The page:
The 2018 ICC Women’s World T20 – the first ever standalone edition – has arrived with a lot more fanfare and expectations as compared to the 50-over World Cup in June 2017.
In the fifteen months that have passed since the 50-over World Cup, the profile of the women’s game has grown and this change is reflected in how much more women’s cricket was played in the last year. India has at the forefront of this new wave, playing the most international cricket in the last year, with mixed success.
Surprise finalists and narrow runners-up in the last ICC event, the Harmanpreet Kaur-led India also have an added layer of fan expectations on them.
Majority of these expectations are justified; India is going in with a strong team with veterans Harmanpreet, Mithali Raj, Veda Krishnamurthy as well as rising stars Jemimah Rodrigues, Taniya Bhatia, Pooja Vastrakar along with Smriti Mandhana, who will be India’s biggest game-changer.
However, the World T20 will be challenging for India and an encore of 2017’s blistering final run will be easier expected than done.
For one, the shortest format of the game is a lot more competitive with almost all teams on equal footing. West Indies stunned three-times champions Australia in the last edition in 2016 and closer home Bangladesh shocked six-time India twice in the 2018 Asia Cup to lift the title.
Secondly, India have not traditionally done well in the Twenty20 format as a team. And their history at the World T20 doesn’t paint a different picture either.
India has progressed to the semi-final stage once twice, in the first two editions in 2009 and 2010. Since then, it has been downhill on the big stage. In 2012, they were without a win in the group stage, in 2014 they won two games but couldn’t make it to the last four and at home in 2016, could beat only Bangladesh.
But 2018 could well be the turning point in the shortest format for India. With a lot more experience and specialised training in the format, this young Indian team is much better equipped than the ones in previous World T20s.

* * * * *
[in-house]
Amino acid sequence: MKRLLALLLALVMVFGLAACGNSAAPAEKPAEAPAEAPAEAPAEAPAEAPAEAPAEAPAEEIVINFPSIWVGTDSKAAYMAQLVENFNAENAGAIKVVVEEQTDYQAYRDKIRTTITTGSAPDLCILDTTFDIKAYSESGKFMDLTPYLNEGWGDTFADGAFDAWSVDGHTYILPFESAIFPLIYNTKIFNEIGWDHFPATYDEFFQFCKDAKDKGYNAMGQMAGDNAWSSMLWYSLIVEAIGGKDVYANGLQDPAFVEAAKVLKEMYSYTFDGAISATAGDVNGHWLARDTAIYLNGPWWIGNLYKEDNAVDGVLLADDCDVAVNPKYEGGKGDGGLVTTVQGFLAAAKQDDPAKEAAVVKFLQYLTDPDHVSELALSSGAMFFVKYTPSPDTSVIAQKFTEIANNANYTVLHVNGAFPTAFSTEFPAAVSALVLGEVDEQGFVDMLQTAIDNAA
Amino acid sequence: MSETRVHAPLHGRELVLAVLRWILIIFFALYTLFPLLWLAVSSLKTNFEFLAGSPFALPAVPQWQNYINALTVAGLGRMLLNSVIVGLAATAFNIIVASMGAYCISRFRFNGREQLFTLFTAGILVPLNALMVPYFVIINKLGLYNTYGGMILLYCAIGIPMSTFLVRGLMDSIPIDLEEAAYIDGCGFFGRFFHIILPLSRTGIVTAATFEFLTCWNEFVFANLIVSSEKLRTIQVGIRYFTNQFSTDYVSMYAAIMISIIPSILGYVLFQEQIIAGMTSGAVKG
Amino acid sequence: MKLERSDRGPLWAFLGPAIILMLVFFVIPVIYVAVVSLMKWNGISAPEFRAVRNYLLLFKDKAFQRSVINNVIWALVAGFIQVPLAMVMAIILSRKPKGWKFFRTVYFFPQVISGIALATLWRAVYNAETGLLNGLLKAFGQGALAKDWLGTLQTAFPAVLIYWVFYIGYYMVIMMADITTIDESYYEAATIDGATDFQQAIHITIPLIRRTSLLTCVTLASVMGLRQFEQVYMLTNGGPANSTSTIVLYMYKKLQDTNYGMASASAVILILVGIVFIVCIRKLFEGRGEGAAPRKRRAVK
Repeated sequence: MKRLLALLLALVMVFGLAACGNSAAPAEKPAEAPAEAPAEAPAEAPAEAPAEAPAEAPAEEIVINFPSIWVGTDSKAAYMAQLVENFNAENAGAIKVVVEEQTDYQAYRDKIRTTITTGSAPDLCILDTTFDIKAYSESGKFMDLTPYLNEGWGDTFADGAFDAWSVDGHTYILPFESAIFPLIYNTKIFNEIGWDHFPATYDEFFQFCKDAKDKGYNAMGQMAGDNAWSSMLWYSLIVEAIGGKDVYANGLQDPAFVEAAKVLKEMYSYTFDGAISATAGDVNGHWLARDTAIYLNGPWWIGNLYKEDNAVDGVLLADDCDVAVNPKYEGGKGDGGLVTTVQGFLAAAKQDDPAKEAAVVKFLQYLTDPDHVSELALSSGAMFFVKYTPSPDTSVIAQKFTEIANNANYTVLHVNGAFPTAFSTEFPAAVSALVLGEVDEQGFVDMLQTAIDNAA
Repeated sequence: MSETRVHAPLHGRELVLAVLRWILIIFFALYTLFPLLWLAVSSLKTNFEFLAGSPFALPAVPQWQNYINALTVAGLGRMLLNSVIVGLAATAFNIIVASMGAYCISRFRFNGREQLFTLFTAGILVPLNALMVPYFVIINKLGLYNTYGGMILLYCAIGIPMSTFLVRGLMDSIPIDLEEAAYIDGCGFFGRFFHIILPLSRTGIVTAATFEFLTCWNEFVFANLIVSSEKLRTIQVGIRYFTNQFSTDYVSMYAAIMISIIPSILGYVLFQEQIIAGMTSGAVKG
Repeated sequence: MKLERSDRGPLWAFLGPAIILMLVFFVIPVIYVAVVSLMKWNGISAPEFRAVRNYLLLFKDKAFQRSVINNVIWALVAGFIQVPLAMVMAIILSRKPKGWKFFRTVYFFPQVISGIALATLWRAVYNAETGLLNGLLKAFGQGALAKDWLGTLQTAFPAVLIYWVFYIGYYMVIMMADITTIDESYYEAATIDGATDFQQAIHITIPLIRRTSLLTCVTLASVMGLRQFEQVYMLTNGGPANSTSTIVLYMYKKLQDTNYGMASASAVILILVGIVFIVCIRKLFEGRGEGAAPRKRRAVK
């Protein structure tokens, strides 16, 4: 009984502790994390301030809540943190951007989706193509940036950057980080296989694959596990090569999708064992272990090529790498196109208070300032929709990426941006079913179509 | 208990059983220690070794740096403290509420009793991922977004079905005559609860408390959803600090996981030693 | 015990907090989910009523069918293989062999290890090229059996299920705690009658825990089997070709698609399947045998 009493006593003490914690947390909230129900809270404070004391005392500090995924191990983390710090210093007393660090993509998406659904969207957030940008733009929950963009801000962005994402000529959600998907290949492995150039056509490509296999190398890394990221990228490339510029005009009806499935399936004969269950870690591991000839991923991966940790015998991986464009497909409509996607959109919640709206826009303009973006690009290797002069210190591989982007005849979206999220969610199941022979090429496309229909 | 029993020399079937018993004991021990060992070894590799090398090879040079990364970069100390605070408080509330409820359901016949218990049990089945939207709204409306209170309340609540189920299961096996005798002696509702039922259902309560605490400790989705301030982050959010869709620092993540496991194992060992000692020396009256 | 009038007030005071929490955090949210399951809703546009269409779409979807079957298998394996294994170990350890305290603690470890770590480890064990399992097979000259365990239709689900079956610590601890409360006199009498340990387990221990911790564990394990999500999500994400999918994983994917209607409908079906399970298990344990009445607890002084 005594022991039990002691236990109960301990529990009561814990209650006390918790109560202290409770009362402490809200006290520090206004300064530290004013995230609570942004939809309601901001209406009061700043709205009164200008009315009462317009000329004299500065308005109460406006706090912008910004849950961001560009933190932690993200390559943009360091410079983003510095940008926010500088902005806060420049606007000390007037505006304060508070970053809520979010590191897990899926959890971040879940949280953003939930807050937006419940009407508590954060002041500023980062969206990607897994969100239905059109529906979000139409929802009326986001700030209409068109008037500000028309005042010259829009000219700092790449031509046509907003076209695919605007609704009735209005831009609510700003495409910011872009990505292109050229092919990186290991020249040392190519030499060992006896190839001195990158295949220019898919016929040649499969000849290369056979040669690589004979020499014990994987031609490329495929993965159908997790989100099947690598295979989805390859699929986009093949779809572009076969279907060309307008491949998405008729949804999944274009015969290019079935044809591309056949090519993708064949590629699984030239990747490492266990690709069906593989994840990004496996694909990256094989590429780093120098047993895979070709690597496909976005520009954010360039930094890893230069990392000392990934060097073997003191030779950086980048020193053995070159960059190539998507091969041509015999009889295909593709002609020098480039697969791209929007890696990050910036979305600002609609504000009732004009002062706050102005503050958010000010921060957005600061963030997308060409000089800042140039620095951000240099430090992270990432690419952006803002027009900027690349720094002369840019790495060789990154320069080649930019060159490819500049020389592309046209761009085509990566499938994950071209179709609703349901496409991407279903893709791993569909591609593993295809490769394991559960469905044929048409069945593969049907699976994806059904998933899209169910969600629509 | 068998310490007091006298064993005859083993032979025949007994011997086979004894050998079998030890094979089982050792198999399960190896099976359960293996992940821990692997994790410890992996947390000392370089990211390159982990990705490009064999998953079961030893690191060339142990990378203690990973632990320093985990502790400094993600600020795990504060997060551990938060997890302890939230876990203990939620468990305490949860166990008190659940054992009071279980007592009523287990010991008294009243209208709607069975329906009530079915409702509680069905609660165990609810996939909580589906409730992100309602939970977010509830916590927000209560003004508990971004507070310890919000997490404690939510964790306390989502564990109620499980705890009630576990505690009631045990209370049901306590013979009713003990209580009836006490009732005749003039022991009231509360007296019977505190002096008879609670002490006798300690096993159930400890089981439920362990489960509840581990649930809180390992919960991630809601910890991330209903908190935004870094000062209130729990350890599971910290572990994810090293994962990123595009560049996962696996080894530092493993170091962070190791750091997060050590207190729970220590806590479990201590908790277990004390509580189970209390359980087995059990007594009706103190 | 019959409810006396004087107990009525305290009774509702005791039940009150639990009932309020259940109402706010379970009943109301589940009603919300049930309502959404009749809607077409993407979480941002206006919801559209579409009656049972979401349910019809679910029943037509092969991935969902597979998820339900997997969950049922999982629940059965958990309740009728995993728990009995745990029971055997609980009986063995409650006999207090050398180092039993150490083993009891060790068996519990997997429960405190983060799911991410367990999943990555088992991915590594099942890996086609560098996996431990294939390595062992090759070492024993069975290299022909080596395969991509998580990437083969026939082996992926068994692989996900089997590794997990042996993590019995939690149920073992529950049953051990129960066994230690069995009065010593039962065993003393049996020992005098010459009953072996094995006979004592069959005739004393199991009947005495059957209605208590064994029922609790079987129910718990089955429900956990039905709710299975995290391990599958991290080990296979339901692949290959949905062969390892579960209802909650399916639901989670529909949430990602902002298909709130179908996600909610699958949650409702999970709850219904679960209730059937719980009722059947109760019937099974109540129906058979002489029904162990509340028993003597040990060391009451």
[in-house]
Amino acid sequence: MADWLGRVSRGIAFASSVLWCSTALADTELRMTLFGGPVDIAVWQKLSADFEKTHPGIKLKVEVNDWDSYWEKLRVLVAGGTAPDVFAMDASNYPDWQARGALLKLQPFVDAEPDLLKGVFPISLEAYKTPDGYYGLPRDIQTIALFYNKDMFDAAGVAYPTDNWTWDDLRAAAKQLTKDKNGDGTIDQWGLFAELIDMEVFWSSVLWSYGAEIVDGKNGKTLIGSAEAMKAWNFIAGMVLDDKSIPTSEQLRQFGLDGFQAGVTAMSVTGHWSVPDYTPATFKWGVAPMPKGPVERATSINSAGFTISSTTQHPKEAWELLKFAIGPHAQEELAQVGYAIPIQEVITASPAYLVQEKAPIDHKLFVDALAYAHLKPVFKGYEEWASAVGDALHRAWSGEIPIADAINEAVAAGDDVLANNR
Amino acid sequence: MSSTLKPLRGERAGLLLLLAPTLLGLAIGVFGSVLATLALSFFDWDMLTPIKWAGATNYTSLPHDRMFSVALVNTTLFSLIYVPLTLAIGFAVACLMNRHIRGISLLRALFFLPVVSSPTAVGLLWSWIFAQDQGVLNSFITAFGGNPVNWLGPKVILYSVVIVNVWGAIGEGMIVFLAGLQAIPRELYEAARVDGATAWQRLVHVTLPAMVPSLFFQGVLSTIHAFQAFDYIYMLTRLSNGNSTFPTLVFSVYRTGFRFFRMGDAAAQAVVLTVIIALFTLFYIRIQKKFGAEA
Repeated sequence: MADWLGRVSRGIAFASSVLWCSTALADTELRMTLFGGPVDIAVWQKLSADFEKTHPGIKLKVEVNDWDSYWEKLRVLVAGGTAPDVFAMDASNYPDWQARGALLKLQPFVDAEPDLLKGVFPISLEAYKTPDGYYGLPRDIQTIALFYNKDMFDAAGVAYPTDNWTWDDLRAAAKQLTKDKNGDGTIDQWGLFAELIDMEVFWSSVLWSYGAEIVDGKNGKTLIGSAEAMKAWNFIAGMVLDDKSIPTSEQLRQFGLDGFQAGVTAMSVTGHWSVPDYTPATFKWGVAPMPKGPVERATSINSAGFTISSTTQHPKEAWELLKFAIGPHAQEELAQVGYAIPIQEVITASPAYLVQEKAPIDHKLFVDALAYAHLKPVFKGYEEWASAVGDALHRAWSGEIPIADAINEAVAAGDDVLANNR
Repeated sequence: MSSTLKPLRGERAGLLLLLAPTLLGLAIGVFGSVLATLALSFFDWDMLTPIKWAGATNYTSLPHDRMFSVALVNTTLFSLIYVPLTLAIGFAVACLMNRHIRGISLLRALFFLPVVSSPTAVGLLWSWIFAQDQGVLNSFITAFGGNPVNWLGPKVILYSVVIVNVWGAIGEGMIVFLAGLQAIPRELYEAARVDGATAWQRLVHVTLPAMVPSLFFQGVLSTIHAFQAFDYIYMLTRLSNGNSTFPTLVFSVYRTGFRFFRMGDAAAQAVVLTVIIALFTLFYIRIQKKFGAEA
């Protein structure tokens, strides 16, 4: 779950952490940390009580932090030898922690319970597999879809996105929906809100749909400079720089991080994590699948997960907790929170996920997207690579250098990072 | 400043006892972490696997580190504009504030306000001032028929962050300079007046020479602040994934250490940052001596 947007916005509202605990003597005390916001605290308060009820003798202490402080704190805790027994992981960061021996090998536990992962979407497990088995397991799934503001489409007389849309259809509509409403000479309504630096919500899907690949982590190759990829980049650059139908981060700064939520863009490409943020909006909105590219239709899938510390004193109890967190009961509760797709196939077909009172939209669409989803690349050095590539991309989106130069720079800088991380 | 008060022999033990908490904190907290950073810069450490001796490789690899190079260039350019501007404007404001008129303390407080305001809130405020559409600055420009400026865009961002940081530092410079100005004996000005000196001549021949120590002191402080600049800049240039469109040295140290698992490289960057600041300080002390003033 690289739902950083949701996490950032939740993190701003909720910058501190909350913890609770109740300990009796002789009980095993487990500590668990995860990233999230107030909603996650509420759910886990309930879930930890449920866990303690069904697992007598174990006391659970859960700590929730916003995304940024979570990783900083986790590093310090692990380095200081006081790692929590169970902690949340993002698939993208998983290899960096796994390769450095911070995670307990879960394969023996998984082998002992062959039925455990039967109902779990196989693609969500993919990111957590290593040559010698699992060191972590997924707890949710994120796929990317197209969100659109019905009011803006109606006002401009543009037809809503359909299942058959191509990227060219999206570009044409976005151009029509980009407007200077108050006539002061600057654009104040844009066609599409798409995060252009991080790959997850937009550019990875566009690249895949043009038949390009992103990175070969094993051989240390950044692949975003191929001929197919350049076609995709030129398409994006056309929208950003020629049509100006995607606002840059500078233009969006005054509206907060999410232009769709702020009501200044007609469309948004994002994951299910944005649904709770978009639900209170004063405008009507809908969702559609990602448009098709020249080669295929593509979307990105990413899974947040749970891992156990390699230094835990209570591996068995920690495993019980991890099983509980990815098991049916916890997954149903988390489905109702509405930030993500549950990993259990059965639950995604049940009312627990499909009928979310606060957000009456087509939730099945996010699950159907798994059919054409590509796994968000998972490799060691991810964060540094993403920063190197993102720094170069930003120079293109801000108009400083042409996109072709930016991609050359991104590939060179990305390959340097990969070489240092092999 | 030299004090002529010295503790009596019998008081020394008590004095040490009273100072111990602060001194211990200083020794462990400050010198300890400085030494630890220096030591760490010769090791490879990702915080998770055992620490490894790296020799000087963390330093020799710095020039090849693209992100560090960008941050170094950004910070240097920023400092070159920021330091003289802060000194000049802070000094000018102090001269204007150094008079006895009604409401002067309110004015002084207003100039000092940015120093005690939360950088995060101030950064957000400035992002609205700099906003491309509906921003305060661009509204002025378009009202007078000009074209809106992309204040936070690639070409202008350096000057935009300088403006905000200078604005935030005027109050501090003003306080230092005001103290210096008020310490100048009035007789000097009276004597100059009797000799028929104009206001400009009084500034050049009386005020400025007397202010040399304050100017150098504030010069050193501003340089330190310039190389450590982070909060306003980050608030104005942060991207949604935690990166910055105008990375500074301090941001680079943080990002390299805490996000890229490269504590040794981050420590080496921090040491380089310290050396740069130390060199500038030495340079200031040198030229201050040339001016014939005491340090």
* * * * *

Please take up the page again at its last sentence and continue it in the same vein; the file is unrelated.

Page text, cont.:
The unit has clicked together fairly quickly as the Indian team, according to new coach Ramesh Powar. “It’s a matter of making them realise their potential… make them understand what the greater cause is. To realise we are India players, that Team India comes first, everything else comes later and it’s something I was surprised to see they realised so early,” he had said before the team left for the Caribbean.
Captain Harmanpreet had added that this team is also a lot more flexible when it comes to batting or bowling positions, which make them more dynamic.
The new-look team is infused with youngsters, a decision that was taken at the start of the year when India played their first international game six months after their World Cup final. Teens Pooja Vastrakar, Jemimah Rodrigues, Radha Yadav and 20-year-old Taniya Bhatia made their debut against South Africa while 21-year-old Arundhati Reddy played her first t20I against Sri Lanka.
The presence of the youngsters, tempered with the experience of Harmanpreet, Raj, Mandhana and Krishnamurthy means India has a very balanced batting unit.
The bowling, in the absence of retired Jhulan Goswami lacks the same depth. But the three fast bowlers – Arundhati Reddy, Pooja Vastrakar and Mansi Joshi – are vastly talented and the team management’s faith in them is highlighted by their decision to keep Shikha Pandey out of the squad.
But as was the case during the World Cup in England, spin will be India’s bigger weapon. Poonam Yadav, Deepti Sharma and Radha Yadav will lead this artillery with Anuja Patil chipping in while senior Ekta Bisht is there as back up.
This time, the spinners also have the advantage of the expertise of new coach Ramesh Powar, a former India international off-spinner. During the preparatory camp in Mumbai, he was seen guiding the young spinners in the nets after the first match against Australia A. The form book seems to be India’s favour as well, as they blanked the Australia A team 3-0 after the 4-0 win in Sri Lanka and are unbeaten in their warm up matches in West Indies so far.
But all of this will amount to little if India can’t hold their nerve, something that was evident when they fell nine runs shorts of the World Cup trophy. But this time, Powar has focussed more on learning how to deal with pressure, as facet that could prove to be a big differentiator should India go deep.
India will open their campaign against New Zealand on Friday play Pakistan on November 11, Ireland on November 15 and three-time champions Australia on November 17. The top two teams from each group will then progress to the semi-finals
A lot will depend on how India play the White Ferns in the opener in Guyana. If they can start on the right note, the momentum will make it easy to beat Pakistan and Ireland, with the clash against Australia being the biggest worry.
If they can tick the boxes and maintain the flexibility and cohesion the team management alluded to before their departure, there is a good chance India can string together another run to the final. But the onus will be on the top order and spinners to ensure this.
Squad: Harmanpreet Kaur (captain), Smriti Mandhana (vice-captain), Mithali Raj, Jemimah Rodrigues, Veda Krishnamurthy, Deepti Sharma, Tanya Bhatia (wk), Poonam Yadav, Radha Yadav, Anuja Patil, Ekta Bisht, D Hemalatha, Mansi Joshi, Pooja Vastrakar, Arundhati Reddy